It’s no secret that dopamine is important for your mental health. It’s most known as the “feel-good” neurotransmitter, and while it does play a role in feelings of pleasure, it has many other remarkable functions.
In addition to sending signals in your brain, dopamine affects physical and behavioral functions such as movement, memory, sleep, motivation, mood, and thyroid function. Let’s look at dopamine’s many functions, symptoms of low dopamine, and how to increase dopamine levels in your body.
What is Dopamine
Dopamine is a neurotransmitter which means that it sends messages between neurons in your brain and allows certain nerve cells to communicate with one another. Dopamine is produced in the midbrain, in two regions called the tegmental area and substantia nigra.
Dopamine is used in the brain and the body through four pathways:
Symptoms of Low Dopamine
With links to conditions like depression and Parkinson’s disease, symptoms of low dopamine are similar to these conditions. Some symptoms of low dopamine levels include:
Low dopamine manifests differently depending on how the brain pathways are affected. For example, one person may experience mental health symptoms while another person may experience physical symptoms.
A physician can help to look at your symptoms, lifestyle factors, and medical history to determine if you have a condition related to low levels of dopamine.
What Causes Low Dopamine
Several factors may be responsible for reduced dopamine in the body. These include sleep deprivation, obesity, drug abuse, poor diet, and stress. In addition, age, health status, brain injuries, and medical conditions can also change dopamine levels.
How to Increase Dopamine Levels
Dopamine levels are typically well regulated within the body, but if you are experiencing symptoms there are some things you can do to naturally increase dopamine levels.
Exercise has been found to boost dopamine levels when performed regularly. Studies have shown that hour-long yoga sessions and 30-minute high-intensity training sessions can improve mood, memory, and motor control.
2. Eat protein with each meal
Dopamine is produced from the amino acids tyrosine and phenylalanine, both of which can be obtained from protein-rich foods. Try to eat protein-rich foods like turkey, beef, eggs, dairy, and legumes at each meal.
3. Get enough sleep
Studies show that dopamine is released in large amounts in the morning when it’s time to wake up. Levels then naturally fall in the evening when it’s time to go to sleep. However, a lack of sleep appears to disturb this natural cycle. For adults, the National Sleep Foundation recommends 7–9 hours of sleep every night for optimal health along with good sleep hygiene.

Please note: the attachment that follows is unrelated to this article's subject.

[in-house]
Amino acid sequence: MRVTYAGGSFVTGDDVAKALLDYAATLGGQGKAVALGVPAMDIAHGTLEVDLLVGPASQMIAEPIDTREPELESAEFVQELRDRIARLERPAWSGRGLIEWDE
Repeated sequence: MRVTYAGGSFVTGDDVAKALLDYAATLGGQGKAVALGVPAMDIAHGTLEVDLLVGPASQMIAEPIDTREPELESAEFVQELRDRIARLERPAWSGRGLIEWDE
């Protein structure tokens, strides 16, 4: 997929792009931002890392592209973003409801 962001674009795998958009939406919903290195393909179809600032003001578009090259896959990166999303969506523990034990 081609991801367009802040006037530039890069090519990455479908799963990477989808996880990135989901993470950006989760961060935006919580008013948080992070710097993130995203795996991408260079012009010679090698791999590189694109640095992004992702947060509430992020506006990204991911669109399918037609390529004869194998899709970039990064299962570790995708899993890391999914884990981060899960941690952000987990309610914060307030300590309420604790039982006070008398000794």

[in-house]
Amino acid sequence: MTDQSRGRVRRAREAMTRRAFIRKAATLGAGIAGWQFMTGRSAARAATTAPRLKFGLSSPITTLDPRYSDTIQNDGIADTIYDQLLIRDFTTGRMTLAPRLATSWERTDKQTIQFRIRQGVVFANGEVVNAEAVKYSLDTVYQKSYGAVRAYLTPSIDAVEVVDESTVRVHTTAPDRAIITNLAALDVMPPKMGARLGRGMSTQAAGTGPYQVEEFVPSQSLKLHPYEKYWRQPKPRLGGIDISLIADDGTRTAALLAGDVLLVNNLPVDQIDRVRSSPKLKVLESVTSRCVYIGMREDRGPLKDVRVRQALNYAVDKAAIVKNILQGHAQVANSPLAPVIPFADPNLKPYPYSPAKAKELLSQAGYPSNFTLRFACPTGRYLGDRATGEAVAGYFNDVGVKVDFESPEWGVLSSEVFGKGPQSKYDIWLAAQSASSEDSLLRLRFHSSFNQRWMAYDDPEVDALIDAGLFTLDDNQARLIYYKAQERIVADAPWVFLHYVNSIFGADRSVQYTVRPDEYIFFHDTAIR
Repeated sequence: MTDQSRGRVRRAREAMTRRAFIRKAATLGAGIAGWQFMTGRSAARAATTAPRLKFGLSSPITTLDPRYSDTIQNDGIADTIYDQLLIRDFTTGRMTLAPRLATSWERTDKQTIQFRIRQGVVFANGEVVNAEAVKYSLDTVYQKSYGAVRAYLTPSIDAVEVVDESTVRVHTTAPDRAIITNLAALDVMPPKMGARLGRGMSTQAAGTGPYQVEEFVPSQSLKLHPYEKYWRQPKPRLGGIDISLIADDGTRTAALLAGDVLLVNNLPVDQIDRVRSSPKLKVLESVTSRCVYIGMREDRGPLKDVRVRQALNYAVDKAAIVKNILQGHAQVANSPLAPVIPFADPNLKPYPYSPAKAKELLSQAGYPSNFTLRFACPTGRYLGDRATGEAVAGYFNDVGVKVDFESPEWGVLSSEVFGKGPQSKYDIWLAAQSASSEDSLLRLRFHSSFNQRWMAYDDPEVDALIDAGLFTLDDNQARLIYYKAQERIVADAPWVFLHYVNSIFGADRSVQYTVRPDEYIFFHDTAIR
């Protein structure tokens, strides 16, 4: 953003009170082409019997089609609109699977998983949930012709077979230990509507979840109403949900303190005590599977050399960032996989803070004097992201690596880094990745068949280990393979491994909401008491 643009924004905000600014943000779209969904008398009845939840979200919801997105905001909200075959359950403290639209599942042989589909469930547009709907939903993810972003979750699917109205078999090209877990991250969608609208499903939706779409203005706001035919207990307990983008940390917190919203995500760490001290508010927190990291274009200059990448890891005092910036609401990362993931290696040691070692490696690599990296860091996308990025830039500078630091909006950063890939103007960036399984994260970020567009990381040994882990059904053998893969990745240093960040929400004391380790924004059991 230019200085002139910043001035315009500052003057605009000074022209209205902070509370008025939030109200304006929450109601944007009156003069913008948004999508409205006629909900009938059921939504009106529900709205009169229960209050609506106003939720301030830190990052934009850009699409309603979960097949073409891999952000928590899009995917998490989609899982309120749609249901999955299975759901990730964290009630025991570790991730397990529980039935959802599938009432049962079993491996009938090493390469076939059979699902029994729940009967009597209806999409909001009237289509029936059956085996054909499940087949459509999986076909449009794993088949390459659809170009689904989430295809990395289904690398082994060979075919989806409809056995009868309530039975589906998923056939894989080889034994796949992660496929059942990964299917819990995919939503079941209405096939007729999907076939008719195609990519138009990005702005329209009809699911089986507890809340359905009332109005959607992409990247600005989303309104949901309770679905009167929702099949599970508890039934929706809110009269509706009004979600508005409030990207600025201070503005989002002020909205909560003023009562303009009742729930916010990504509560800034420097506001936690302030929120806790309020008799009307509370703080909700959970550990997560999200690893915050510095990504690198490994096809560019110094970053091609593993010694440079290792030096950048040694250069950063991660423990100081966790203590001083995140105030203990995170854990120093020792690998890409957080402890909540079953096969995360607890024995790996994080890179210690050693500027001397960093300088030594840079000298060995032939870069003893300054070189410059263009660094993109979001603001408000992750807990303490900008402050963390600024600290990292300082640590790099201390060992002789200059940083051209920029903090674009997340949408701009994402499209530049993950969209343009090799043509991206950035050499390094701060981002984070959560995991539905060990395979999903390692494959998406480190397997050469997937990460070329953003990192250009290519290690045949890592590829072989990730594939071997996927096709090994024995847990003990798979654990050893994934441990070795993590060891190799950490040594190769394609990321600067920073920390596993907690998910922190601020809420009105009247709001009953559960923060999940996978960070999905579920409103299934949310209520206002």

4. Get outside in the sun
.It’s well known that periods of low sun exposure can lead to reduced levels of neurotransmitters, including dopamine. This is crucial to prevent Seasonal affective disorder (SAD), a condition in which people feel sad or depressed during the winter season. Studies show that spending at least half an hour outside each day can help to boost dopamine levels.
5. Dopamine boosting supplements
Your body requires several vitamins and minerals to create dopamine including iron, niacin, folate, and vitamin B6. If your body is low in one or more of these nutrients, you may have trouble making enough dopamine. You can have blood work completed to determine if you are deficient in any of these nutrients. If so, you can supplement and focus on your nutrition to increase dopamine levels.
6. Practice meditation
Ongoing stress has been found to decrease dopamine levels and damage the receptor sites for dopamine. Yet, meditation can help by reducing the stress levels in your brain and by decreasing inflammation. Mindfulness meditation teaches you to be calm and helps you to cope with stressful situations. Try these mindfulness exercises throughout your day.
7. Avoid processed foods and sugar
When you eat processed foods, sugar, and unhealthy fats your brain’s reward system is triggered to release dopamine. Yet, when eaten repeatedly the dopamine receptors will start to down-regulate and the brain will begin to remove dopamine receptors. Fewer dopamine receptors and less dopamine activity lead to feelings of unhappiness and other symptoms of low dopamine. A balanced diet that contains adequate protein, vitamins and minerals, probiotics, and a moderate amount of saturated fat can help your body produce the dopamine it needs.
Reach Out for Help
Dopamine is an important brain chemical that influences your mental and physical health. Consequently, low dopamine can have a significant impact on your quality of life.
Therapy can help you manage the symptoms of low dopamine. For instance, you can learn to better manage challenges like depression and anxiety. Therapy can also help you to cope with symptoms of an illness like Parkinson’s. If you would like to speak with a professional, please reach out to schedule an appointment.
As a therapist, Jorie Miklos enjoys helping people reach a level of personal happiness and satisfaction that they didn’t think was possible.
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